Editor’s note: This market commentary is provided by the Dairy Division at FCStone/Downes-O'Neill in Chicago, Ill.
Class III futures fell precipitously Tuesday amid dwindling confidence that CME spot cheese prices will maintain their lofty perch for a protracted period of time. After opening mixed, light selling pressure pushed 2011 prices slightly lower ahead of the CME spot session. When tumbleweeds rolled through a quiet spot session with no bid (or offer) for the first time in weeks, traders reacted swiftly by selling an already discounted Class III market. The heavy selling wasn’t truly seen until the spot butter market began to trade and closed lower. Heavy trading volume — largely from what appears to be long-liquidation as opposed to nervous producer selling — resulted in more than 2,800 contracts exchanging hands.
After a near-vertical rally, one wonders if the fall from the wall of worry may be just as quick and painful to the downside. The market lost its bullish posture gained over the past few weeks, closing limit (75 cents) lower in both July and August.
It’s too early to say if this is a more poignant long-term market top or if this is merely the beginning of a potentially large bullish correction. One thing is for sure: The Class III prices are severely discounted to the current spot cheese market, and, as such, price swings may be volatile. With 1 ½ weeks to go before we start pricing July, it remains the highest price among Class III settling at $19.42, or close to $1.70/cwt below current spot valuation.
Overnight, Class III futures were trading mixed by late night with prices seemingly all over from 9 lower in Jan 2012 to 8 higher in September 2011. Volume was strong with 137 trades just before 11 p.m. By this morning, volume has increased up to 156 trades, and prices seem to be continuing to the upside now in a range of 9 lower to 14 higher with August, which settled limit lower yesterday, leading the rally.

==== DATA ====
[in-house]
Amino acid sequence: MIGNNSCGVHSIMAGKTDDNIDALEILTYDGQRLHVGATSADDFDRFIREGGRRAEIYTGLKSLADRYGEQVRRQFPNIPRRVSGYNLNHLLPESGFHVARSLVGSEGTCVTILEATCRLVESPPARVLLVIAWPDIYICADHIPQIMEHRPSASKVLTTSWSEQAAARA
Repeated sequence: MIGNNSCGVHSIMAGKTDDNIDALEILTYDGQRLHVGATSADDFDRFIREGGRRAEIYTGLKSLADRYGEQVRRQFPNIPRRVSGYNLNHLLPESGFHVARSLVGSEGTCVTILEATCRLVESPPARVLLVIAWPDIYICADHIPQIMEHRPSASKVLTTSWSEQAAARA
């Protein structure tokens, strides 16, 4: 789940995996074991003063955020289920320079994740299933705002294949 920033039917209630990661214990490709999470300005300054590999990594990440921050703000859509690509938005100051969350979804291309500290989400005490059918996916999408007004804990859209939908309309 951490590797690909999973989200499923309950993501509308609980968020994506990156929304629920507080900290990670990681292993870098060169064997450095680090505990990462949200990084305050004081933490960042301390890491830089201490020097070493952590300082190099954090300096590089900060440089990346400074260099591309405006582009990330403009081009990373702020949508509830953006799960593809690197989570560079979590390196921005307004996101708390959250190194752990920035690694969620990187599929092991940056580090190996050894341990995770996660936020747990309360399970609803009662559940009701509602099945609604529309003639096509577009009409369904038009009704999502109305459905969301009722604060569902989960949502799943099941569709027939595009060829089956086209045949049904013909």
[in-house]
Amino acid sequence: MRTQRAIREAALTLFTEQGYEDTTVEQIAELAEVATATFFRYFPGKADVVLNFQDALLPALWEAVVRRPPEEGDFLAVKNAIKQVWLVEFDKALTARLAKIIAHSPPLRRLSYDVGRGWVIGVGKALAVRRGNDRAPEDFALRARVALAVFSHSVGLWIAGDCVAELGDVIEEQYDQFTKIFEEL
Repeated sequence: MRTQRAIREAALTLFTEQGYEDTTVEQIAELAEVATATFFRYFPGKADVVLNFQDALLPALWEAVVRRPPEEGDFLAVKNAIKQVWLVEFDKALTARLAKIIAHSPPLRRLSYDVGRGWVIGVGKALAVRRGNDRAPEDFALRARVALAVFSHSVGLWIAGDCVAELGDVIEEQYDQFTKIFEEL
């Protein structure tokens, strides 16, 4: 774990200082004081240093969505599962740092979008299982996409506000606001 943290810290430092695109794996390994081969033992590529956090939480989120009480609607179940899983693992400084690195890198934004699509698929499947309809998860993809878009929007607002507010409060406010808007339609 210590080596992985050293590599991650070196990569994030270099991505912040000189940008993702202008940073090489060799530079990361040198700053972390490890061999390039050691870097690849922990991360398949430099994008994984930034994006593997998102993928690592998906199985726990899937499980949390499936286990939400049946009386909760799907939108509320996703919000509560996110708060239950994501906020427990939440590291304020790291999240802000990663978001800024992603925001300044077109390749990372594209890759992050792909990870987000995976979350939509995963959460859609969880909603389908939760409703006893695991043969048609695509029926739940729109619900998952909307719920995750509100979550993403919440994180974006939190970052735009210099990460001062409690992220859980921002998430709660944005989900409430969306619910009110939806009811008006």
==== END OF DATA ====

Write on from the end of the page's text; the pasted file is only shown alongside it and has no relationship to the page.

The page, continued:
We look for Class III to open mixed.
In the grains, what was sold aggressively meandered into positive territory during a classic “turn-around Tuesday” summer corn futures bounce. But the news was rather light, and the U.S. Dollar was under continued pressure throughout the day, underpinning the grain complex trade.
The job of the market is to get up to a price that users consume less than currently forecast. Ethanol margins are negative and livestock margins are not much better, but traders have not been willing to let the market crumble this early in the growing game. Prices are now approaching levels that once again may stimulate strong demand from both Chinese and domestic buyers.
By this morning, prices have turned to the downside entirely, though losses are very small thus far. We look for corn to open steady to 3 cents lower; soybeans to open 3 to 5 lower.